Sequels to blockbuster console titles and play on smartphones or tablets will be showcased with Times Square-like glitz starting Tuesday at the E3 videogame extravaganza in Los Angeles.
Nintendo will tout its coming Wii U console as well as videogames being tailored for play on the beefed up console it hopes will re-ignite passion sparked by its groundbreaking Wii devices released in 2006.
Microsoft has said that it will not unveil a successor to the US technology firm's Xbox 360 console and Japan-based Sony said it will remain mum about a next-generation PlayStation 3.
Wii consoles introduced motion-sensing controllers that were a smash success and unlocked a vast audience of "casual gamers" enticed by the ability to play with simple gestures instead of having to master toggles and buttons.
That casual audience has been lured to inexpensive or free games that can be played on smartphones or tablets using swipes on touch-screens and by games enjoyed online at venues such as zynga.com or social network Facebook.
"The snack food type games thrive at the expense of casual games," Wedbush Securities analyst Michael Pachter said, referring to social and mobile titles.
"They have hurt the Wii and the DS (Nintendo handheld game device) badly and taken away the casual gamer."
Analysts doubt the Wii U will win over hardcore gamers or the casual crowd increasingly captivated by games played inexpensively on smartphones or tablets.
The absence of new Xbox or PlayStation consoles was cited as among the reasons that videogame publishers are betting on established franchises.
"This year, there are so many sequels and franchise reboots; the industry is sort of feeding on itself," said John Davison, vice president of programming for videogame website GameSpot.com.
"Studios are trying to keep games fresh without regurgitating the same thing again and again," he continued. "There is increasing appetite among gamers and game makers for new boxes."
Hotly-anticipated titles include post-apocalyptic shooter "The Last of Us" from the studio that crafted the "Drake's Uncharted" series and a revival of action game "Tomb Raider" by Square Enix.
Bethesda Softworks is building on its string of hits with supernatural assassin game "Dishonored," and the ever-popular "Call of Duty" line will grow with a "Black Ops 2" installment.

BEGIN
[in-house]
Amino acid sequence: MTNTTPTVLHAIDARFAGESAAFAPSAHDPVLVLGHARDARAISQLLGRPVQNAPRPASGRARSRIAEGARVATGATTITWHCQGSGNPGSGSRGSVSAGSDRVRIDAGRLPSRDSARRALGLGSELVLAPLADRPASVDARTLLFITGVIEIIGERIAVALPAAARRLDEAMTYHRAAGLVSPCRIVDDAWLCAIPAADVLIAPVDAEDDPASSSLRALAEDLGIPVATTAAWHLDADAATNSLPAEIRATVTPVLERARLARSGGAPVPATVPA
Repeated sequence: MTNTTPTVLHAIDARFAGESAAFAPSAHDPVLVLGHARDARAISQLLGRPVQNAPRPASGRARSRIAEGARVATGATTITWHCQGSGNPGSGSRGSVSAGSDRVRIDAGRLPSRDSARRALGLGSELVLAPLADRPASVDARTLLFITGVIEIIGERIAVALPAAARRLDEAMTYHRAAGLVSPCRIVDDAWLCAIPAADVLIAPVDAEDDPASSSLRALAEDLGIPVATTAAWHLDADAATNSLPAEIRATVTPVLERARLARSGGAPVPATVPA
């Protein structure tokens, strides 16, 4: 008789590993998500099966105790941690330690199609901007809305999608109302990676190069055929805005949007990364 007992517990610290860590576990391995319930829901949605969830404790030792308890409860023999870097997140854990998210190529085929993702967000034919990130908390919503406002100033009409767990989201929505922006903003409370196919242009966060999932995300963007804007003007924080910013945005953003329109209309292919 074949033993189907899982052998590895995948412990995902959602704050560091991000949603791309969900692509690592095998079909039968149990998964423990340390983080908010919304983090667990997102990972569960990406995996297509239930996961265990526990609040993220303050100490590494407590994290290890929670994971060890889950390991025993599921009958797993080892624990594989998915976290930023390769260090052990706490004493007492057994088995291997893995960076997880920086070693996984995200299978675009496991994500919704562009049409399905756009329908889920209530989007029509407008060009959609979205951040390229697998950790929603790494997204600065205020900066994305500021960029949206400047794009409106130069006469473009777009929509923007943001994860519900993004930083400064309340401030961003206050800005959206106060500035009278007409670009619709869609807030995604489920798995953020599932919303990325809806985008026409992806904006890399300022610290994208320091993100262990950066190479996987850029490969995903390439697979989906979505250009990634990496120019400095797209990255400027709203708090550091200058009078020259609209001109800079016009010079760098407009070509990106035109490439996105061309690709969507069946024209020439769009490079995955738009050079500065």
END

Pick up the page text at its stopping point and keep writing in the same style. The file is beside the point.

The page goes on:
France-based Ubisoft will add to its winning "Assassin's Creed" franchise and Warner Brothers Interactive Entertainment is expected to wow with an "Injustice: Gods Among Us" fighting game starring DC Comics heroes and villains.
Along with showing off sequels to beloved franchises such as "Halo" and "Gears of War," Microsoft is expected to emphasize the evolution of the Xbox 360 into a home entertainment center for movies, music, social networking and more.
Sony is likely to follow suit, touting the cornucopia of content available on PS3 and ability to synch the company's array of gadgets and services.
"For console manufacturers, E3 is a chance to grab the world spotlight and shine it on what has traditionally been the core of the videogame business," said Scott Steinberg, head of consulting firm TechSavvy and author of "The Modern Parent's Guide to Kids and Video Games."
"But, the most exciting things are happening in the free-to-play and mobile spaces."
Social games star Zynga will be at E3 for the first time, albeit with a private meeting room off the show floor. Mobile game giant Gree is hosting a big bash for E3 attendees.
"At E3, the industry is being looked at in two pieces now -- the software in a box costing millions of dollars to produce and the world of digital distribution, micro-transactions and mobile integration," Davison said.
"Those two elements need to converge but they haven't yet... You have your phone or tablet with you all the time; the competition is not just for audience dollars but for a share of their time."
Blockbuster console games that have long defined E3 are not going away any time soon, analysts agreed, with some comparing it to Hollywood films still breaking box office records despite free television or online video.
"We have this world perception that the game industry is going to zero, and it is wrong," Pachter said.
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